5 You Can’t Touch My Hair by Phoebe Robinson


In her essay collection, Robinson takes a humorous approach to address the prejudices that are par for the course for women of color. Robinson pulls no punches and You Can’t Touch My Hair challenges readers to recognize and face our implicit biases. It’s a must-read for white feminists who, now more than ever, need to make our feminism intersectional and recognize our own privilege.

6Sex Object: A Memoir by Jessica Valenti


Feminist warrior and Guardian columnist Jessica Valenti addresses the sexual objectification of females that begins at a frighteningly early age. With a president who gleefully “rates” women based on their appearances and brags about “grabbing them by the pussy,” this topic is more relevant than ever — and Valenti’s memoir is a powerful reminder that we must never normalize Trump’s rhetoric.

7Hope in the Dark by Rebecca Solnit


Originally published in 2004, a year when activists were in deep despair and hopelessness, the 2016 edition of Hope in the Dark has been updated to include an introduction and afterword that directly address the current social and political climate. Solnit’s overarching message is powerful. The positive, transformative results of our activism don’t happen overnight, but we need to continue fighting for what’s right because it will pay off in the long run.

8Feminism is For Everybody: Passionate Politics by bell hooks


Did the 2016 election inspire you to become a passionate feminist? Welcome to the movement — we are happy to have you! Although I highly recommend all of bell hooks’ books, Feminism is for Everybody is an accessible primer that explains the amazing ways feminism can change our lives. Hooks has a wish list: Posting billboards and ads that promote feminism, integrating the movement into elementary school curriculums, and forming TV stations dedicated to advancing the cause. Regardless of your career, Feminism is for Everybody will inspire you to get creative and use your platform to promote feminist ideals.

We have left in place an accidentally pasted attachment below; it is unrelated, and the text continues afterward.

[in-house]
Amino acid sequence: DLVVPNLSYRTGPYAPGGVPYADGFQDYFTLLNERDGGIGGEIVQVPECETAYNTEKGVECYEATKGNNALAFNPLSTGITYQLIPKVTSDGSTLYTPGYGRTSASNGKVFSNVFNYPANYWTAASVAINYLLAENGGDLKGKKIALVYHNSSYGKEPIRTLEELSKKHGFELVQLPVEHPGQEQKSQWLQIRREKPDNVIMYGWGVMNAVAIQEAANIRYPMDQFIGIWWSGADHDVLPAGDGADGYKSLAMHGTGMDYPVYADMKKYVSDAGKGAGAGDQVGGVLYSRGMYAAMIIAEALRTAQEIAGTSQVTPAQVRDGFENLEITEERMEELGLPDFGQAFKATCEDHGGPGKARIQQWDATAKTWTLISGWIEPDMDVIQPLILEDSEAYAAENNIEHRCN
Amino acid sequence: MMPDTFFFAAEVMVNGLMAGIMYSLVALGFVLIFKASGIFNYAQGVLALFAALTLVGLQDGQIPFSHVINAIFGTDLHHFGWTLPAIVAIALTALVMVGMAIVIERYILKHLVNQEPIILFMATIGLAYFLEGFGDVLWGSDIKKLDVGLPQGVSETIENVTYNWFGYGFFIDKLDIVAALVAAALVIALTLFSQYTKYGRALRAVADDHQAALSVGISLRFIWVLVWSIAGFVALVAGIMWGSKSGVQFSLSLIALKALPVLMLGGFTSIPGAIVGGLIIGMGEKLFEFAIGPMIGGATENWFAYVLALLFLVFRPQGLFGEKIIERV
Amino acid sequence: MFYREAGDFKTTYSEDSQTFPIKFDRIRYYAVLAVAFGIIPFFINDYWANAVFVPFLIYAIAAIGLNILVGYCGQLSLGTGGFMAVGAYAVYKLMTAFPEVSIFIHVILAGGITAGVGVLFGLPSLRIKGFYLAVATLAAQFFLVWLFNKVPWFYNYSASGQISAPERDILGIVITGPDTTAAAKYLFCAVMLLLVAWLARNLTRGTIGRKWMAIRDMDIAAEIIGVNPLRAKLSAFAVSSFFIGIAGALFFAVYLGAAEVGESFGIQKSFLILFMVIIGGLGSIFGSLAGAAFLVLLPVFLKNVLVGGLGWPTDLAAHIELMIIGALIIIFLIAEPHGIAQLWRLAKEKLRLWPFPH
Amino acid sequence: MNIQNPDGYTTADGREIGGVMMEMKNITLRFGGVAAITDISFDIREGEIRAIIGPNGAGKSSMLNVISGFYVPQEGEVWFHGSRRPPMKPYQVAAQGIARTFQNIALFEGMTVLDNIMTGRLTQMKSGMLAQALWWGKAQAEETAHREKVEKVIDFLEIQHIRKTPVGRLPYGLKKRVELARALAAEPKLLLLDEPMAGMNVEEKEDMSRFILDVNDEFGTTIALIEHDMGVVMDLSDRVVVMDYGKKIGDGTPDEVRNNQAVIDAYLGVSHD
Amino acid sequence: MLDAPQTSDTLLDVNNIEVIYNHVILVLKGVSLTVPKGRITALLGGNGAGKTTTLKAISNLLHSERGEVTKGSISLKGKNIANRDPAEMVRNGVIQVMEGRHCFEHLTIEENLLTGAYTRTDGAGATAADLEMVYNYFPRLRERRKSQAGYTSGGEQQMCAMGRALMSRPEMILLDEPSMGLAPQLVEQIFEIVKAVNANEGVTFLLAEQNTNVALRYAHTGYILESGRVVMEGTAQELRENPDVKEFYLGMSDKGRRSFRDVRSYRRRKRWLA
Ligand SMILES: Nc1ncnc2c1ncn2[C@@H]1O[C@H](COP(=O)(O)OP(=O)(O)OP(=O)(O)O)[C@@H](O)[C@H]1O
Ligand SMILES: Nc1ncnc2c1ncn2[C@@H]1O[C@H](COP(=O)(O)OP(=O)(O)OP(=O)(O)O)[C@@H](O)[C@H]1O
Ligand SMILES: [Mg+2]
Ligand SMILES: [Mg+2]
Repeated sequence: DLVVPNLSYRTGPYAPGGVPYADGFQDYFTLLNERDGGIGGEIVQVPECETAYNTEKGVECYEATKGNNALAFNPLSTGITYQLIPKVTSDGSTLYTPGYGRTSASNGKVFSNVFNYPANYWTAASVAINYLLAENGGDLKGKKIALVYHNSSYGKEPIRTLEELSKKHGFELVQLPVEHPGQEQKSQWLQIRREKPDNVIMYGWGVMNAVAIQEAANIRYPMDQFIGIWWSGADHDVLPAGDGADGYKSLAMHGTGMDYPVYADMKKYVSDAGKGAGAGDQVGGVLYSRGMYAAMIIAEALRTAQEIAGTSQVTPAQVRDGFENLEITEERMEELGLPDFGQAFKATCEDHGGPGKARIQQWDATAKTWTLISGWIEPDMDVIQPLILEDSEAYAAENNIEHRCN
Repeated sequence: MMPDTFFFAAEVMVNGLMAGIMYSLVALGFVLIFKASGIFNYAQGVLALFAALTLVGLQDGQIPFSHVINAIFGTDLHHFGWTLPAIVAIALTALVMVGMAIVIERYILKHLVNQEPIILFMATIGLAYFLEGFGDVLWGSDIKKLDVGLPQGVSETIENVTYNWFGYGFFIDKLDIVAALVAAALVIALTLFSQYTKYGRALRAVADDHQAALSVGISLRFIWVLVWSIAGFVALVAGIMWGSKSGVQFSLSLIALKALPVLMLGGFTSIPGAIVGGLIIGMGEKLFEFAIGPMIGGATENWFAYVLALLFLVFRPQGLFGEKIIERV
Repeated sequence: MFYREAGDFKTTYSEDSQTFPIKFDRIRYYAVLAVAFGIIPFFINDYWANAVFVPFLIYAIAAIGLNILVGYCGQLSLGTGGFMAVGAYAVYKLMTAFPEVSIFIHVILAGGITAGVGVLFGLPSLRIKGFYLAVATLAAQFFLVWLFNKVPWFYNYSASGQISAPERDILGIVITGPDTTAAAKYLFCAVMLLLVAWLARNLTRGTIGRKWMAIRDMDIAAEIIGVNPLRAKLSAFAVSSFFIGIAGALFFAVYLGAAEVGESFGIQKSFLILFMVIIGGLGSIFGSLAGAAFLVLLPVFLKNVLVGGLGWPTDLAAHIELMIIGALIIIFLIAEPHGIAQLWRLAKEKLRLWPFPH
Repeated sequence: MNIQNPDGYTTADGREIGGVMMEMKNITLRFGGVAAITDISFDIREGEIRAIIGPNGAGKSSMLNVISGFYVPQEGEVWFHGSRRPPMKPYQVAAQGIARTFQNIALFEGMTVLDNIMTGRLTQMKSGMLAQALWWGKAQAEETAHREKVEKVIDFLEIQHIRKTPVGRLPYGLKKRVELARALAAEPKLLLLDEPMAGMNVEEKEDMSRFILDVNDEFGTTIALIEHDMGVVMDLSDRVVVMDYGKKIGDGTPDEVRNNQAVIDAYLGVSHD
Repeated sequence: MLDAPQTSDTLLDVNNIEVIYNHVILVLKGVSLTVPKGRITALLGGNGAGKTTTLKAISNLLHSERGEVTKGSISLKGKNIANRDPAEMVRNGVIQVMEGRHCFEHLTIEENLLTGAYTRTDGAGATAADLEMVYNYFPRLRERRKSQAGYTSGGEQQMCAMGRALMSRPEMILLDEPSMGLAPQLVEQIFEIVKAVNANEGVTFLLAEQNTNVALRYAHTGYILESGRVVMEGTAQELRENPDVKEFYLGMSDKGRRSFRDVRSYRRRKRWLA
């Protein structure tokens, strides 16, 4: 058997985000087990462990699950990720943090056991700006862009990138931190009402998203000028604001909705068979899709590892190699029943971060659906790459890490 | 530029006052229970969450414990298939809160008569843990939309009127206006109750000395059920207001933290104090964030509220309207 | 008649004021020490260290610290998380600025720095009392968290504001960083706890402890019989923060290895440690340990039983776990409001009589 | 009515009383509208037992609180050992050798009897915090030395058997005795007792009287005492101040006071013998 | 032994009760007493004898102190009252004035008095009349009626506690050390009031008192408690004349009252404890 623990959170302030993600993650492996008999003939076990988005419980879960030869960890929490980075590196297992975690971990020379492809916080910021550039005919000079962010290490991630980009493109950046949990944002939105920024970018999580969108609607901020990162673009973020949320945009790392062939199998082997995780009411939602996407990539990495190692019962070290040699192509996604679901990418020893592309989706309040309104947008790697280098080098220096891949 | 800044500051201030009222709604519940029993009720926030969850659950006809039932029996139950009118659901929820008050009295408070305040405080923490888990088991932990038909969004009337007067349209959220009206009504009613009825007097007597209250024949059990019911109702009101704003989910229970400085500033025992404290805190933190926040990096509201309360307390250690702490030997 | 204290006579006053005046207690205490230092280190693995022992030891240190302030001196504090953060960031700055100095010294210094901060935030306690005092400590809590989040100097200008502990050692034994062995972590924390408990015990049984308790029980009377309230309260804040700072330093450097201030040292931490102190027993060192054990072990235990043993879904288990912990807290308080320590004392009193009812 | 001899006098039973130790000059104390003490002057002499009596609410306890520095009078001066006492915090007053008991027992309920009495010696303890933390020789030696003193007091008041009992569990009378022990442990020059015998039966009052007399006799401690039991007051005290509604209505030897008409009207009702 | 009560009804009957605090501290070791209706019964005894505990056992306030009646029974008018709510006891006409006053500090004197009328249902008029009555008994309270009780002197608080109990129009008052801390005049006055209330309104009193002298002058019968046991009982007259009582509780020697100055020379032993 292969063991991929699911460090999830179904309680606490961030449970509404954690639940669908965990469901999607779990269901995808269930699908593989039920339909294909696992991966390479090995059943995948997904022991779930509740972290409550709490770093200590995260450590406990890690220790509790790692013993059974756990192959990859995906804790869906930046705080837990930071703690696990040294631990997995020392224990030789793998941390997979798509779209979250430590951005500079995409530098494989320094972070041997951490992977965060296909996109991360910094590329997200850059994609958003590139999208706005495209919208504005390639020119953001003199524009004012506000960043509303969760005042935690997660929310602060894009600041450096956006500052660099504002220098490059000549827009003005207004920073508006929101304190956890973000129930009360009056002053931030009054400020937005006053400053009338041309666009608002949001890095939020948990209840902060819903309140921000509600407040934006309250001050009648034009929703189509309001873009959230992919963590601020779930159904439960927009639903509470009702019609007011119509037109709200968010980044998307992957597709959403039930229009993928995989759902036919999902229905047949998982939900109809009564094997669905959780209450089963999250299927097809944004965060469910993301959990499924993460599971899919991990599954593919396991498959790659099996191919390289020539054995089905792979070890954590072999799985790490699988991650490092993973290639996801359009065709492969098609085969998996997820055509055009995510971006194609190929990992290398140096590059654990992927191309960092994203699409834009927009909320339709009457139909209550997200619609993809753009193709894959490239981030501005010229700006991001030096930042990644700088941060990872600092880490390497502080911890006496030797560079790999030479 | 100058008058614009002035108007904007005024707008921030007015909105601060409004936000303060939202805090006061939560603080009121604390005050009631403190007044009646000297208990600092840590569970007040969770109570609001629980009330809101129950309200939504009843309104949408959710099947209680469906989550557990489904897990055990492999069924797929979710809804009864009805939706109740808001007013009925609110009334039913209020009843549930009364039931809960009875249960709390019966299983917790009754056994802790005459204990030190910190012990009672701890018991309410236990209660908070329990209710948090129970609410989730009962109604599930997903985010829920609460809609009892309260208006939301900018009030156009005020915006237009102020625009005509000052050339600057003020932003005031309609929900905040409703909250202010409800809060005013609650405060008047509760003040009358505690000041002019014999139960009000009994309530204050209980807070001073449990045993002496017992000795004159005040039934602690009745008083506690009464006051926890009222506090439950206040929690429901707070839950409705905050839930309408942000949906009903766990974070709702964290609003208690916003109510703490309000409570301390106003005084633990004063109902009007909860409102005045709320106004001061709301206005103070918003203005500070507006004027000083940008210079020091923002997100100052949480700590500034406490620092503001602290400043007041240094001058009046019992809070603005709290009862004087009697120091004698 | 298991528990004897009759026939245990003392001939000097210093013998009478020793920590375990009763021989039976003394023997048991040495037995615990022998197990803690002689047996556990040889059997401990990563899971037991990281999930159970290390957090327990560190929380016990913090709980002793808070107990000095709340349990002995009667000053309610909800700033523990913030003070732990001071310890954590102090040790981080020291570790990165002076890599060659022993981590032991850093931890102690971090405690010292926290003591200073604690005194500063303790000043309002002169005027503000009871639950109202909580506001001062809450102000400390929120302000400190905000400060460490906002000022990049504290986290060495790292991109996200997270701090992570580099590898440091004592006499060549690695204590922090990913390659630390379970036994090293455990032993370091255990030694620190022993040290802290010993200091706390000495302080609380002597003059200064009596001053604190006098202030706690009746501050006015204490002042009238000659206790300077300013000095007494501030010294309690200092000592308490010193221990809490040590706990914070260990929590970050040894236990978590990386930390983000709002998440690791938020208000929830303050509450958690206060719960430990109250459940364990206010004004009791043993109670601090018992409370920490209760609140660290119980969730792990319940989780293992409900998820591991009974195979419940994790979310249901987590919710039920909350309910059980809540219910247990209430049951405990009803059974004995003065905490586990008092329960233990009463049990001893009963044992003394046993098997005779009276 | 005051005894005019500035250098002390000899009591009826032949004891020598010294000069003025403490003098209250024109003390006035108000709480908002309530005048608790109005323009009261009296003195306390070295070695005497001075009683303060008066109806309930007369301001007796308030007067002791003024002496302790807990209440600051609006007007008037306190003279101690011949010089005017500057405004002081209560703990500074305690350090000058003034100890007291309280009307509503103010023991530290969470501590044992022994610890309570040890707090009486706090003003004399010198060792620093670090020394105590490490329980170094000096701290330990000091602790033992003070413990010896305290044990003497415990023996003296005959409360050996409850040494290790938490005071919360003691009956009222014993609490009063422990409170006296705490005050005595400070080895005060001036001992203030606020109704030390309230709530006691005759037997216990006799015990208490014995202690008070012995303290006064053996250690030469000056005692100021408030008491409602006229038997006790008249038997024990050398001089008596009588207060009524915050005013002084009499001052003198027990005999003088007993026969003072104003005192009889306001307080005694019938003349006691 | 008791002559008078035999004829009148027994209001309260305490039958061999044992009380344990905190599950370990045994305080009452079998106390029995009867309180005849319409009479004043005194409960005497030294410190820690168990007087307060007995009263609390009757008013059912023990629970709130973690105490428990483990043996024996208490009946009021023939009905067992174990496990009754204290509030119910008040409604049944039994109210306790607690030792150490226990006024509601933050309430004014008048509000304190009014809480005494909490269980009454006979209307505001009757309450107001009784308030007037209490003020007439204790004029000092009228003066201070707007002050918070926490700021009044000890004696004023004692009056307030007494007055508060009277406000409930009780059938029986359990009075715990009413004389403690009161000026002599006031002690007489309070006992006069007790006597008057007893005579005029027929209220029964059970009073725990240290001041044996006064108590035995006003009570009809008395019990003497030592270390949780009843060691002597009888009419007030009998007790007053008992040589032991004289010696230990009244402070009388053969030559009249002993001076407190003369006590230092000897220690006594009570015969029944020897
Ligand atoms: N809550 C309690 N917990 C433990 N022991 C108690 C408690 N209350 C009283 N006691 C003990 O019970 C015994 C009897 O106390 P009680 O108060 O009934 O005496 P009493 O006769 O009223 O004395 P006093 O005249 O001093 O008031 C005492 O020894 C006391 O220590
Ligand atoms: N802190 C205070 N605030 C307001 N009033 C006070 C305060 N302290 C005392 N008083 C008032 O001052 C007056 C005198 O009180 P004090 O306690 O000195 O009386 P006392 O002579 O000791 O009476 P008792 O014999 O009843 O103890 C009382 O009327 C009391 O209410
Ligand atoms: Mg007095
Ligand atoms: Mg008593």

9 Shrill: Notes from a Loud Woman by Lindy West


There’s no getting around it — being an outspoken feminist subjects us to insults and outrageous criticisms that sting. But we can’t let that deter us from being active members of the movement — so, if you’re feeling discouraged, read Lindy West’s hilarious memoir Shrill. She offers more than a few great tips about how to handle the sexist, cruel criticism that is often hurled at women who refuse to be silenced.

10Redefining Realness by Janet Mock


A keynote speaker at The Women’s March, Janet Mock is a powerful advocate for transgender women and women of color. Far too often, the struggles of transgender women aren’t acknowledged or included in feminist platforms — and Mock’s must-read memoir sends the incredibly important message that solidarity with our transgender sisters is essential to intersectional feminism.

11Living History by Hillary Rodham Clinton


One woman in America who never stops fighting for what she believes in is, of course, Hillary Clinton. After 30 years of relentless, sexist attacks, she made history by becoming the first female nominee of a major party — and, although she lost the presidency, Clinton has set an amazing example for young women everywhere. A Trump presidency is a devastating setback for our country — but reading Clinton’s words will inspire us to stay engaged and keep fighting, no matter how many setbacks we face.

Living History is the perfect go-to for when you’re feeling discouraged — it’s a reminder that Clinton spent years fighting for us, and now it’s our turn to honor her through action.